In the months since returning from my Travel with The Met trip to Morocco last spring, I have been deep in the Museum's storage vaults closely studying the Berber jewelry from Morocco and Algeria. Berbers, who refer to themselves as Amazigh (pl. Imazighen), meaning "free people" or "noble ones," are the indigenous populations of North Africa who have largely converted to Islam. Most of the Berber material in the Islamic collection dates from the 19th and 20th centuries.
Perhaps the most well known form of North African Berber jewelry is the triangular shaped fibula known as tizerais. Worn at the shoulder to affix a garment in place, these objects can be quite large and heavy. French ethnographer and artist Jean Besancenot (1902–1992) traveled to Morocco in the 1930s to photograph and paint the garments and accessories of Berber women, which he published in the book Costumes du Maroc in 1942. Besancenot's photographs and watercolors are important documents for understanding how these Berber jewels were worn. The illustration (above left) shows a dancer from Tiznit, in southern Morocco, wearing the type of large fibula that is present in the Museum's collection (above right; below left).
The figure in Besancenot's drawing also wears ear ornaments known as tikhrazin, which, due to their large size, would have been supported by a chain attached to a diadem to alleviate the weight. The Met also has examples of tikhrazin (above right).
Another pair of large fibulae in the collection (above) has brightly colored green, yellow, and blue enamel, which is typical of the Kabylie region in northern Algeria. Enamel is a technique believed to have been brought to North Africa by jewelers exiled from Muslim Spain after the 15th century Reconquista. Traditionally, most Berber jewelry was made from silver, a material valued for its resemblance to the color white, which was often associated with purity and piety. In Berber culture, coral was an esteemed but expensive gemstone, and red cabochons in Berber jewelry such as this are sometimes made of less expensive imitations, such as plastic or opaque glass.
In examining a very different Algerian fibula, also from the Kabylie region, I was surprised to discover that the main circular component is actually a 19th-century French franc! The front side had been completely covered in enamel and large-scale granulation, but the verso clearly reads "Republique Francaise" and has the markings of French currency. Perhaps this coin was repurposed once it had gone out of circulation. Coins in Berber jewelry are not unusual, but more often than not they are Moroccan or Algerian currency rather than French.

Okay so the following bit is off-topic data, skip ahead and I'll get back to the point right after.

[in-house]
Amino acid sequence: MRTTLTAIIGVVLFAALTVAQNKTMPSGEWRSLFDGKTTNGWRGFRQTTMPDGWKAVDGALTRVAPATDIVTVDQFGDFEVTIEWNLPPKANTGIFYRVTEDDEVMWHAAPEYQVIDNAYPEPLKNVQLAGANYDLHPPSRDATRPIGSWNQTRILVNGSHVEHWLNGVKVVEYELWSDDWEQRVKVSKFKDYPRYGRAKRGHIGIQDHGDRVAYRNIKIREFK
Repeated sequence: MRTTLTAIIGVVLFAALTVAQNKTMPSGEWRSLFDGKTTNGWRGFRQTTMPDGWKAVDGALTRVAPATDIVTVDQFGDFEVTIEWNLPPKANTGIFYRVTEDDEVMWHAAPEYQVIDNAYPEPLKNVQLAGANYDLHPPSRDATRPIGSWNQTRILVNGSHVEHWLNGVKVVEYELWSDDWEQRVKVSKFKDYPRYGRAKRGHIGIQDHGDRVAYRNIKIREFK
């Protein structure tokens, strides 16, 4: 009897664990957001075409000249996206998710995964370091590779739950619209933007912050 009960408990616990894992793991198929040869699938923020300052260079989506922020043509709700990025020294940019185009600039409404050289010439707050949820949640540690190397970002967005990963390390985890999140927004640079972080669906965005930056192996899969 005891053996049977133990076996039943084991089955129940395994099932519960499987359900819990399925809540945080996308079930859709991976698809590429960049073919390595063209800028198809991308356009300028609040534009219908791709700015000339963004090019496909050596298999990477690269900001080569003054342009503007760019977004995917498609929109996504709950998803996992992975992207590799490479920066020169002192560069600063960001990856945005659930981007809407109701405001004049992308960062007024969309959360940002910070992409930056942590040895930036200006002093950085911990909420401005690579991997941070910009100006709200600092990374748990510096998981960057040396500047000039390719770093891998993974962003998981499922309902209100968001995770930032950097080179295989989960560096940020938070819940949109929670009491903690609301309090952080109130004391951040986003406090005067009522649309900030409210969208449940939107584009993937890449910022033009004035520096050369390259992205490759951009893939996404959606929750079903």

Jewelry from the urban areas of Morocco and Algeria resembles Berber jewelry but is typically made in gold rather than silver.
The Met collection includes a gorgeous pair of gold ear ornaments referred to as khoras kbach ("ram's horns") or khoras amara ("very ornate rings"). Like the silver tikhrazin discussed earlier, these khoras were suspended alongside the ear from a chain that was attached to another ornate jewel that was itself affixed to a diadem or a headscarf. Jewelry of this type was created in the cities of Fes, Tetouan, and Tangiers, and is illustrated in several 19th-century paintings depicting Moroccan Jewish weddings, such as the watercolor by Delacroix above.
Since Delacroix did not have access to the women's quarters of Muslim households, his paintings document the presence of this type of jewelry in Jewish contexts, where it was also in vogue. In fact, it is likely that many pieces of Berber-style jewelry were actually made by Jewish metalsmiths and jewelers, and sold to various patrons.
How did these fascinating tribal pieces make their way from North Africa into the collection of The Met in New York? As is the case with many of our objects, these pieces were collected by individuals with spectacular taste and foresight.
After Algeria became a French colony in the late 19th century and Morocco became a French protectorate in 1912, Europeans and Americans were able to travel to North Africa more easily, and the region became an appealing destination for the so-called Orientalist painters, who were drawn to its unfamiliar landscape, light, and culture. The huge fibulae were a gift from Marguerite McBey (1905–1992), an American artist married to the painter James McBey (Scottish, 1883–1959). Avid travelers, the couple particularly loved Morocco, where they bought a home and spent much of their time. Many of James McBey's etchings in The Met collection depict scenes of daily life in Tangiers, Tetouan, and Marrakesh; and it was likely in one of these centers that Marguerite purchased the remarkable fibulae and the roughly 20 other Moroccan jewels that she gave to The Met.
The silver ear ornaments and other fibulae shown above were part of the bequest of another American painter, Helen Winslow Durkee Mileham (1880–1954). Well-known for her artwork, some of which is in The Met collection today, the artist was also a prolific collector who graciously gave almost 50 Berber jewels to The Met, as well as works of Chinese porcelain and miniature French portraits. Little is known about the time that she spent in North Africa acquiring these wonderful pieces of jewelry, but I intend to keep investigating.
The best-known legacy of cardiologist Dr. Charles Aden Poindexter (1904–1981) may be a named professorship in the Department of Medicine at New York University, but his gifts to The Met also reveal a discerning taste in North African garments and early American furniture. These collectors made contributions of lasting importance to the collection, and we have them to thank for acquiring these wonderful Berber jewels and gifting them to The Met for future study and display.
Curators and guest authors share their perspective on works of Islamic art from the collection, the rich history of Islamic art at The Met, and the department's many programs.